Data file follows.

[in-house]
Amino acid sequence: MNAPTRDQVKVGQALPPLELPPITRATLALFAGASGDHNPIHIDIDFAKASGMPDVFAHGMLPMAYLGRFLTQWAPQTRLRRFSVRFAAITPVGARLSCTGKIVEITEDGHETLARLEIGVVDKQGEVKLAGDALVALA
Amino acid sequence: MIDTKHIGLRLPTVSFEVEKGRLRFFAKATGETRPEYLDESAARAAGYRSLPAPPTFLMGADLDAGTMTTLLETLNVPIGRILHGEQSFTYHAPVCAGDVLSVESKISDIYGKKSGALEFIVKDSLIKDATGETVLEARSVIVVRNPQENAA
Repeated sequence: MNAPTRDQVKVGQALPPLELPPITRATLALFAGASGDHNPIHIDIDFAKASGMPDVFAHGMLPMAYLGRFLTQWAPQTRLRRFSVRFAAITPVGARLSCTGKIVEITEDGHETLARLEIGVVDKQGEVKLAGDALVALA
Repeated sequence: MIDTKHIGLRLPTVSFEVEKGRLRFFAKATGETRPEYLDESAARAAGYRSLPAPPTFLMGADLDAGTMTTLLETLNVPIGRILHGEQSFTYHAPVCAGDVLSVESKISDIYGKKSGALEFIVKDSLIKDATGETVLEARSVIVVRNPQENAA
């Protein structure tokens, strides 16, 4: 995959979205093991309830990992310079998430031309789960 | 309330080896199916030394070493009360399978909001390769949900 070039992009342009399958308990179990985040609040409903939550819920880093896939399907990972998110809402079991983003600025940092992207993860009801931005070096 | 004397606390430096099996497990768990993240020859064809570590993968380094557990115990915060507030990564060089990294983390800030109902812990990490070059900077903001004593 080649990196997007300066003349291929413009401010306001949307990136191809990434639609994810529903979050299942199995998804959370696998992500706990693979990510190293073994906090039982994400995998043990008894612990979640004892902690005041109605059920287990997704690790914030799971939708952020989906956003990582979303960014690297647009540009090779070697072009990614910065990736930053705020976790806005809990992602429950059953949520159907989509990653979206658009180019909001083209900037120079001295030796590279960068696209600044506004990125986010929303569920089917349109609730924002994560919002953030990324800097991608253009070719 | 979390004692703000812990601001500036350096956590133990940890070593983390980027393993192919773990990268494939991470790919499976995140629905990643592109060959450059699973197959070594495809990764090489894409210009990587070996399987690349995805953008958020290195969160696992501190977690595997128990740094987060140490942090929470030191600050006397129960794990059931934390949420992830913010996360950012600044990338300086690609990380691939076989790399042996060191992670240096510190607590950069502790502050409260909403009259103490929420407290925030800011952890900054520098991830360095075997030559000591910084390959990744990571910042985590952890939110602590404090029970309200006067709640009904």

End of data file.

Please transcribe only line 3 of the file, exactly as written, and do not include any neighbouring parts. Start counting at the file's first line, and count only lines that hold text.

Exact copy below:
Amino acid sequence: MIDTKHIGLRLPTVSFEVEKGRLRFFAKATGETRPEYLDESAARAAGYRSLPAPPTFLMGADLDAGTMTTLLETLNVPIGRILHGEQSFTYHAPVCAGDVLSVESKISDIYGKKSGALEFIVKDSLIKDATGETVLEARSVIVVRNPQENAA